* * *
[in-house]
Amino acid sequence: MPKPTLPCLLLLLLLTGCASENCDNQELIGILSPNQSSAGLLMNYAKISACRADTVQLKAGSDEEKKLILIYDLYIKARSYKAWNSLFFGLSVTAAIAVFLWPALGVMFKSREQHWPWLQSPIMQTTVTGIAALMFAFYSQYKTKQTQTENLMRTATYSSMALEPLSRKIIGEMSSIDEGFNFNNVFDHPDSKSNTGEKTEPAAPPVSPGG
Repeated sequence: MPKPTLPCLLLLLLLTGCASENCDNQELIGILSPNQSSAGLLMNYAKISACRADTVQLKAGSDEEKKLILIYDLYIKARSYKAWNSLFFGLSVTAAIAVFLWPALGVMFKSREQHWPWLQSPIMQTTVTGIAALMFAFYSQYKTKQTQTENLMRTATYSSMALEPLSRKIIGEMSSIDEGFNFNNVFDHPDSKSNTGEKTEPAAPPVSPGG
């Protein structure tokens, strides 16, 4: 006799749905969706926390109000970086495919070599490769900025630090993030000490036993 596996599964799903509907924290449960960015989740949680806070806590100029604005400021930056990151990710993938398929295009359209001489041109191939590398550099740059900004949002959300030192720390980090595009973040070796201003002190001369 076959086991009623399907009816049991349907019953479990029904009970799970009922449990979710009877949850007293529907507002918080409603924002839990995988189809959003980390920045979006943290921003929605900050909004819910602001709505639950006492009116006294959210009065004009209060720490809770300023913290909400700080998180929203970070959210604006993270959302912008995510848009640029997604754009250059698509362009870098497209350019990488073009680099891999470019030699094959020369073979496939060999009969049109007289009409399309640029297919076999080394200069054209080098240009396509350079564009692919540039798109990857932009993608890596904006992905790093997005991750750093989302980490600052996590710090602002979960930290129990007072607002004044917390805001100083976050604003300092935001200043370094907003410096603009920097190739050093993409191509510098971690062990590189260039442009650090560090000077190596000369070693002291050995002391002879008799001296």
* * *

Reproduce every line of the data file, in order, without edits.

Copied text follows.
[in-house]
Amino acid sequence: MPKPTLPCLLLLLLLTGCASENCDNQELIGILSPNQSSAGLLMNYAKISACRADTVQLKAGSDEEKKLILIYDLYIKARSYKAWNSLFFGLSVTAAIAVFLWPALGVMFKSREQHWPWLQSPIMQTTVTGIAALMFAFYSQYKTKQTQTENLMRTATYSSMALEPLSRKIIGEMSSIDEGFNFNNVFDHPDSKSNTGEKTEPAAPPVSPGG
Repeated sequence: MPKPTLPCLLLLLLLTGCASENCDNQELIGILSPNQSSAGLLMNYAKISACRADTVQLKAGSDEEKKLILIYDLYIKARSYKAWNSLFFGLSVTAAIAVFLWPALGVMFKSREQHWPWLQSPIMQTTVTGIAALMFAFYSQYKTKQTQTENLMRTATYSSMALEPLSRKIIGEMSSIDEGFNFNNVFDHPDSKSNTGEKTEPAAPPVSPGG
């Protein structure tokens, strides 16, 4: 006799749905969706926390109000970086495919070599490769900025630090993030000490036993 596996599964799903509907924290449960960015989740949680806070806590100029604005400021930056990151990710993938398929295009359209001489041109191939590398550099740059900004949002959300030192720390980090595009973040070796201003002190001369 076959086991009623399907009816049991349907019953479990029904009970799970009922449990979710009877949850007293529907507002918080409603924002839990995988189809959003980390920045979006943290921003929605900050909004819910602001709505639950006492009116006294959210009065004009209060720490809770300023913290909400700080998180929203970070959210604006993270959302912008995510848009640029997604754009250059698509362009870098497209350019990488073009680099891999470019030699094959020369073979496939060999009969049109007289009409399309640029297919076999080394200069054209080098240009396509350079564009692919540039798109990857932009993608890596904006992905790093997005991750750093989302980490600052996590710090602002979960930290129990007072607002004044917390805001100083976050604003300092935001200043370094907003410096603009920097190739050093993409191509510098971690062990590189260039442009650090560090000077190596000369070693002291050995002391002879008799001296």